Symptoms compatible with irritable bowel syndrome (IBS) may co-exist in patients with inflammatory bowel disease (IBD), presenting a clinical dilemma for physicians. We conducted a systematic review and meta-analysis to examine this issue.
MEDLINE, EMBASE, and EMBASE Classic were searched (through February 2012) to identify cross-sectional surveys or case-control studies reporting the prevalence of symptoms meeting diagnostic criteria for IBS in ≥50 unselected adult IBD patients. The number of individuals with symptoms meeting criteria for IBS was extracted for each study, and pooled prevalence and odds ratios (ORs), with 95% confidence intervals (CIs), were calculated.
The search identified 3,045 articles. Thirteen studies, containing 1,703 patients, were eligible. The pooled prevalence for IBS in all IBD patients was 39% (95% CI 30–48%), with an OR compared with controls of 4.89 (95% CI 3.43–6.98). In IBD patients in remission, the OR was 4.39 (95% CI 2.24–8.61). For IBD patients with active disease, the pooled prevalence of IBS was 44%, compared with 35% in those felt to be in remission (OR 3.89; 95% CI 2.71–5.59). The prevalence in patients with Crohn's disease (CD) was higher than in those with ulcerative colitis (UC; 46 vs. 36%, OR 1.62; 95% CI 1.21–2.18).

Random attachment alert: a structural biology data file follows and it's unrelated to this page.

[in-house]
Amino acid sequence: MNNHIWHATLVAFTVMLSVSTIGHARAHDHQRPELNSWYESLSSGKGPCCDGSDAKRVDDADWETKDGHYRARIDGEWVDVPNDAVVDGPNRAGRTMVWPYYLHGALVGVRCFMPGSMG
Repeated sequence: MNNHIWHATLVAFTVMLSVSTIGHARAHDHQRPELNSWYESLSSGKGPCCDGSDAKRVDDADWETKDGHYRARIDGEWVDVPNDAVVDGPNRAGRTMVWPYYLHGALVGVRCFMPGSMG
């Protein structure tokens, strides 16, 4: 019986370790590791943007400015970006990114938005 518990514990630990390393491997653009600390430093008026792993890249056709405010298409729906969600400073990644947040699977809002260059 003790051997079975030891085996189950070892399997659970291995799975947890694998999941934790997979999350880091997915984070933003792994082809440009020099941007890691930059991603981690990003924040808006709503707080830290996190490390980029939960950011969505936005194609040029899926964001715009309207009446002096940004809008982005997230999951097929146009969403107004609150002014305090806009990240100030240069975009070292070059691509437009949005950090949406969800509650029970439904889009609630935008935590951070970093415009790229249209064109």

Symptoms compatible with IBS were significantly higher in patients with IBD compared with non-IBD controls, even among those felt to be in remission. IBS-type symptoms were also significantly more common in CD than in UC patients, and in those with active disease. Management strategies for IBD patients with symptoms suggestive of IBS are required.